The Zen of [Programming]

January 29th, 2016, by Ryan H.

Beautiful is better than ugly.
Explicit is better than implicit.
Simple is better than complex.
Complex is better than complicated.
Flat is better than nested.
Sparse is better than dense.
Readability counts.
Special cases aren’t special enough to break the rules.
Although practicality beats purity.
Errors should never pass silently.
Unless explicitly silenced.
In the face of ambiguity, refuse the temptation to guess.
There should be one– and preferably only one –obvious way to do it.
Although that way may not be obvious at first unless you’re Dutch.
Now is better than never.
Although never is often better than *right* now.
If the implementation is hard to explain, it’s a bad idea.
If the implementation is easy to explain, it may be a good idea.

-Tim Peters

Originally written for Python, I think it encapsulates good programming technique and methodology for any language.

Programming is a form of writing, and the better you express yourself in clear, concise terms, the better code you can write.


Deleting Build in Unity Cloud Build

January 20th, 2016, by Ryan H.

For some odd reason, you can’t currently delete a project from within the Unity Cloud Build interface.  Using a helpful post by a forum user, you can just use the API to do it for you:

Docs: https://build-api.cloud.unity3d.com/docs/1.0.0/index.html

From your Terminal, just replace YOUR_API_KEY, ORG_ID, and PROJ_ID with values from your project.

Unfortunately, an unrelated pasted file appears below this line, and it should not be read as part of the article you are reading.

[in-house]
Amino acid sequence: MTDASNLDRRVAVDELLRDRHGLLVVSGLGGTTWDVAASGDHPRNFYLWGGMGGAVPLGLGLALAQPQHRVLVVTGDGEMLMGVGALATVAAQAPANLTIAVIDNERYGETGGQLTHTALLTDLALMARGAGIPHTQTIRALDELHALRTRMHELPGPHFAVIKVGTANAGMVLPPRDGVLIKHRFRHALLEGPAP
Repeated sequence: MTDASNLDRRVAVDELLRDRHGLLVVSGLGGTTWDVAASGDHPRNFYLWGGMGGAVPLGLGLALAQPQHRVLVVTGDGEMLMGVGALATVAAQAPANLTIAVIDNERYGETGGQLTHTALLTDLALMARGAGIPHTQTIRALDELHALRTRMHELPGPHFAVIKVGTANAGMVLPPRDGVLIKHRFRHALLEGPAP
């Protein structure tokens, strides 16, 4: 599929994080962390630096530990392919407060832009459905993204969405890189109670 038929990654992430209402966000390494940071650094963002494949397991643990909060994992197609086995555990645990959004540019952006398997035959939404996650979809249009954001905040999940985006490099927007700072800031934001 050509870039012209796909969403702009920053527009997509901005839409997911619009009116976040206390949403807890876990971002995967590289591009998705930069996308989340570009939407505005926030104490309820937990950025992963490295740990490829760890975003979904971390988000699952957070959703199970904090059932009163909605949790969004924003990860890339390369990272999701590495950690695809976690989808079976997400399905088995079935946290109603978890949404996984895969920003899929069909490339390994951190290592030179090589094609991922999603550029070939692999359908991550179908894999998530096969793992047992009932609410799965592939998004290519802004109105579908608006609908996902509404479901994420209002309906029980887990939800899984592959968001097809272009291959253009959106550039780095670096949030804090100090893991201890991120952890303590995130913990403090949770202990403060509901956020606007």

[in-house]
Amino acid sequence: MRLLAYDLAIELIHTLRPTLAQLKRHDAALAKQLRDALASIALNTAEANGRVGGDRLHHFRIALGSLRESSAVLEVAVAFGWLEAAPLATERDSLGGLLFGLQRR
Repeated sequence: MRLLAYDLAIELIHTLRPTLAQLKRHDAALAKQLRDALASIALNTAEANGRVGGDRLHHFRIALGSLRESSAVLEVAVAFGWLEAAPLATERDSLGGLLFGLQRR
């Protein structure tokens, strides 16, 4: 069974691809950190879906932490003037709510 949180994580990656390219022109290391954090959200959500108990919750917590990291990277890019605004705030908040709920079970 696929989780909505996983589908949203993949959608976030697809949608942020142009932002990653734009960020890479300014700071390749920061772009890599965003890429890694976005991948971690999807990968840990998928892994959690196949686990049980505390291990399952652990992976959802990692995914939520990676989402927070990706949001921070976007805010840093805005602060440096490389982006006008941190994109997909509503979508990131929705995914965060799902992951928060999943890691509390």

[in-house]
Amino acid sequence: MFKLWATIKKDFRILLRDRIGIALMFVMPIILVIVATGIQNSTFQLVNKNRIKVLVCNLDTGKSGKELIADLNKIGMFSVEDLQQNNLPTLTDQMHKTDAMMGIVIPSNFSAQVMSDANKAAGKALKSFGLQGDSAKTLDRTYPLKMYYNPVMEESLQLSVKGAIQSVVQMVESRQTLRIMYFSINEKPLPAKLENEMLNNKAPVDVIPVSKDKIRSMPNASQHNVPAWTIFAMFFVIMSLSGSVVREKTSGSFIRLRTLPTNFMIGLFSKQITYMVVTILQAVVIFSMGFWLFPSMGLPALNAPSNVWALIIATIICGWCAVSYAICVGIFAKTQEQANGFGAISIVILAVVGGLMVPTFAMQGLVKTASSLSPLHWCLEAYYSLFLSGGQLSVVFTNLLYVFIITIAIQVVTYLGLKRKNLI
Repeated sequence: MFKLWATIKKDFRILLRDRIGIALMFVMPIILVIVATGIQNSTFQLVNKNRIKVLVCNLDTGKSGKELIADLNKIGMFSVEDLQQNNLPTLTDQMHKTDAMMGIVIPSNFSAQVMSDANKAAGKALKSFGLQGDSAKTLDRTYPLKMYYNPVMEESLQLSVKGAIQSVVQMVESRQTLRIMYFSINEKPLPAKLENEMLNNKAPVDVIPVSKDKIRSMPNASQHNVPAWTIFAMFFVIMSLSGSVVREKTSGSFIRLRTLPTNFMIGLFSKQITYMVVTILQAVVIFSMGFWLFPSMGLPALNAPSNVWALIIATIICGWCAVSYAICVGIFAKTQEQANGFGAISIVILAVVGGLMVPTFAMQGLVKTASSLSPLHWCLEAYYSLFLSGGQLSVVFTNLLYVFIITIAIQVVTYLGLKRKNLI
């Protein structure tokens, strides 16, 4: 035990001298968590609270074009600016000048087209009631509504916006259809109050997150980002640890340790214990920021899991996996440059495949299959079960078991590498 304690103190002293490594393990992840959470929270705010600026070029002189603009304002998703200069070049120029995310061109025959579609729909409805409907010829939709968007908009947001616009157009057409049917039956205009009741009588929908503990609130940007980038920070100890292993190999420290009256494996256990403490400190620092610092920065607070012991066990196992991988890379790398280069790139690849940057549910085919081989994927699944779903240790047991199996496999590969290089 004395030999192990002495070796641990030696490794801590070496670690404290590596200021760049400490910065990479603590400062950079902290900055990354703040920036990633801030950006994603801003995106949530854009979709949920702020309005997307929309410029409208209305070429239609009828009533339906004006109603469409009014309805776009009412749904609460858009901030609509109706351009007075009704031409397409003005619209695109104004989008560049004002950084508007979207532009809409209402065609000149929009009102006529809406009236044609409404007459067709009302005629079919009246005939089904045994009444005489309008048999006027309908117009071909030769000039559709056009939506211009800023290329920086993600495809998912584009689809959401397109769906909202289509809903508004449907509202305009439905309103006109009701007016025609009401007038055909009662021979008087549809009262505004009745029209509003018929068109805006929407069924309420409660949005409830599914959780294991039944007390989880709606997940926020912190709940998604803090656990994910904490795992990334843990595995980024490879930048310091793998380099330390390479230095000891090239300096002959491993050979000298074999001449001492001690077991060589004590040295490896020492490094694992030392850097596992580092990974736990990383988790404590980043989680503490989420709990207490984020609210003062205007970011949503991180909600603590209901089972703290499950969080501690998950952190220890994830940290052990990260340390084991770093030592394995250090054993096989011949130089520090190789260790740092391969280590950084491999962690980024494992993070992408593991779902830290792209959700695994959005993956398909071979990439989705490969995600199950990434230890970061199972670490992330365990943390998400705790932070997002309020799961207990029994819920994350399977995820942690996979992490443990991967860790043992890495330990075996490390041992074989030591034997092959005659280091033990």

curl -X DELETE -H "Authorization: Basic {YOUR_API_KEY}" https://build-api.cloud.unity3d.com/api/v1/orgs/{ORG_ID}/projects/{PROJ_ID}

The Microsoft Empire Strikes…Out

January 13th, 2016, by Ryan H.

As you may recall, Microsoft has delivered KB3035583 as a ‘recommended update’ to users of Windows 7 and 8.1. What this update does is install GWX (“Get Windows 10”), a program which diagnoses the system to see if it is eligible for a free upgrade to Windows 10, and if so, asks the user if they would like to upgrade (though recently, the option to decline has been removed). Some users have gotten around this by editing Windows Registry values for “AllowOSUpgrade”, “DisableOSUpgrade”, “DisableGWX”, and “ReservationsAllowed” in order to disable the prompt altogether. This advice was endorsed by Microsoft on their support forums.

According to a report by Woody Leonhard at InfoWorld, the newest version of the KB3035583 update includes a background process which scans the system’s Windows Registry twice a day to see if the values for the four aforementioned registry inputs were manually edited to disable the upgrade prompt. If they were, the process will alter the values, silently re-download the Windows 10 installation files (about 6 GB in total), and prompt the user to upgrade.

This just seems like such a Steve Ballmer move.  I am not sure the strategy behind it, given the last few years of change in the heart of the Redmond giant.

via SlashDot



Hypocrisy

December 22nd, 2015, by Ryan H.

Hypocrisy is … the practice of engaging in the same behavior or activity for which one criticizes another. In moral psychology, it is the failure to follow one’s own expressed moral rules and principles.
https://en.wikipedia.org/wiki/Hypocrisy

Am I the only one who finds this really hilarious:

speedtest

Why are the only non-cached assets that degrade my Google PageSpeed Insights score hosted by Google?